On 26 April 2023, the European Commission presented its long-awaited proposal for a comprehensive reform of the European pharmaceutical legislation.
The reform aims to replace Directive 2001/83/EC on the Community code relating to medicinal products for human use with a new Directive (“the Directive”) and the integration into a new general regulation (“the Regulation”) of the Regulations establishing the European Medicines Agency and the centralised procedure for the authorisation of medicinal products (Regulation No 726/2004), orphan medicinal products (Regulation No 141/2000), advanced therapy medicinal products (Regulation No 1394/2007) and medicinal products for paediatric use (Regulation No 1901/2006).
The idea for codification of European pharmaceutical legislation aims not only to make it easier to work with the legislative acts, but to implement several key EU policies that the European Commission considers have not enjoyed satisfactory progress thus far. The focus is on equal access to innovative medicines in all EU Member States, the fight against antimicrobial resistance, and measures to address the shortage of key medicinal products on the European market, etc.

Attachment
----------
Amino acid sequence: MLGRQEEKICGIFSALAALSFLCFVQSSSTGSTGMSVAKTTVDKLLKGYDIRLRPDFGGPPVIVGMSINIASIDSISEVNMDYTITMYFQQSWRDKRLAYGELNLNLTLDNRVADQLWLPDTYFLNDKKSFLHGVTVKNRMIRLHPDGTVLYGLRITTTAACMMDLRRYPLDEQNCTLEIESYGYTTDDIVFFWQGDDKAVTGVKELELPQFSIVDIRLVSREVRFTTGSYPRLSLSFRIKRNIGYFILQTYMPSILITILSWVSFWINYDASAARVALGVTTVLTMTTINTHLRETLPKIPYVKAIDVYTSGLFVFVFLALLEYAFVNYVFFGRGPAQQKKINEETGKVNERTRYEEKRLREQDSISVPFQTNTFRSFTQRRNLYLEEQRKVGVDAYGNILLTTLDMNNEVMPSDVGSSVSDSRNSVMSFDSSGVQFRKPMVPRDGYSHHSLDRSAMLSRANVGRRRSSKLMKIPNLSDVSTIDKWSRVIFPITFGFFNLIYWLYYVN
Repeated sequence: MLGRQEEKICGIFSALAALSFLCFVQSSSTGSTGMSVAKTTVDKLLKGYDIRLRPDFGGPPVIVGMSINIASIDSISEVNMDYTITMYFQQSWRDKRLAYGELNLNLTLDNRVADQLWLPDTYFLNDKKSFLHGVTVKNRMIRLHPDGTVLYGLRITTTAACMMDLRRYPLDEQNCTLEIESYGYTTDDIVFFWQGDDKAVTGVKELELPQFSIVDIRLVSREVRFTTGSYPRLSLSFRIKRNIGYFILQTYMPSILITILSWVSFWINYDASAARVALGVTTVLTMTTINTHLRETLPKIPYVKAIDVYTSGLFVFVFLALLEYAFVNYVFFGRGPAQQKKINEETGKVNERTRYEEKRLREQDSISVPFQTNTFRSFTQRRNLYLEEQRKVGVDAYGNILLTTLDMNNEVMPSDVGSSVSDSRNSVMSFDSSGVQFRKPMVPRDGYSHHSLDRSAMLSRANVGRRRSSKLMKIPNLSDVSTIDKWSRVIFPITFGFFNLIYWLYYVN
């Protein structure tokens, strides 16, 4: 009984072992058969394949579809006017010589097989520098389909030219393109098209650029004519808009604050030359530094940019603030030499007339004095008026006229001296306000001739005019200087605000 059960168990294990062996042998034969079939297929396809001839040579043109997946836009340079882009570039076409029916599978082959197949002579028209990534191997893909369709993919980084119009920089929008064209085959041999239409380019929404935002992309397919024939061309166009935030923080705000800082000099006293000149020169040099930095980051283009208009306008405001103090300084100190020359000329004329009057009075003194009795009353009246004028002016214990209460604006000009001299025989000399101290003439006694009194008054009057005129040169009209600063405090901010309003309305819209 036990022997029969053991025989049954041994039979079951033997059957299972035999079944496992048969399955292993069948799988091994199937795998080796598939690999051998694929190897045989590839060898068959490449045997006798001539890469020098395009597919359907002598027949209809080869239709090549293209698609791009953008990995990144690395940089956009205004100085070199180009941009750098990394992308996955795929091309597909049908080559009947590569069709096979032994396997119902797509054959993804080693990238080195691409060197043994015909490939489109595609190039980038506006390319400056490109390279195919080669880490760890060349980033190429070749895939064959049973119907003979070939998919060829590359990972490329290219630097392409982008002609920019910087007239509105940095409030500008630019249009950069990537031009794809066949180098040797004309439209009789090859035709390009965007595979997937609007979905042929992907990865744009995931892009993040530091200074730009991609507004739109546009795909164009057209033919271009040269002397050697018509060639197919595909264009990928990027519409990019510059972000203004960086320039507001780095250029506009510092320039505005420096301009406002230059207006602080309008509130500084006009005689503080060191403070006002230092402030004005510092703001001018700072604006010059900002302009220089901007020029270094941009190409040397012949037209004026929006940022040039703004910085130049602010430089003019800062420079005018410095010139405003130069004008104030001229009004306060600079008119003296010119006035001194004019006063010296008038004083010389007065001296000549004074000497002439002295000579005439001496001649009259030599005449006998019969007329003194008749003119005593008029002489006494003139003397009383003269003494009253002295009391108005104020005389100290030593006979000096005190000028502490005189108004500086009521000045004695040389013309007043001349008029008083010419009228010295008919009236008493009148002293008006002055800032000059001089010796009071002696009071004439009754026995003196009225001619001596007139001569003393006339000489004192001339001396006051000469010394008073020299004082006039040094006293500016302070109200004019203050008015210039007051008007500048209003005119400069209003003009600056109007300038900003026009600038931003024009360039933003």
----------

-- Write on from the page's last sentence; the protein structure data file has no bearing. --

All these priorities of the European Commission should also be key priorities of the Bulgarian state, which, according to publicly available data, has access to only about 30% of recently authorised medicines in the EU, where the use of antibiotics (and therefore antimicrobial resistance) is at alarmingly high levels, and the shortage of key medicines is a daily topic in the media and an unpleasant fact in the life of us all. According to EFPIA data, as of 5 January 2023, out of 168 new therapies approved for the entire EU, Bulgaria has access to only 56.
Due to the importance of the topic, as well as the multitude of information and support materials of the European Commission accompanying the proposed overhaul, the reform of the European pharmaceutical legislation found leading coverage in most Bulgarian media, including those that do not specialize in medical or legal topics.
At the same time, due to the volume of the legislative acts proposed by the European Commission and the huge number of changes envisaged by them, the majority of attention was paid to a limited part of the changes envisaged by the proposals for new Regulation and Directive – those concerning the reduced regulatory data protection periods and the various incentives to increase them, including incentives to develop new antimicrobial medicines, as well as measures to address drug shortages.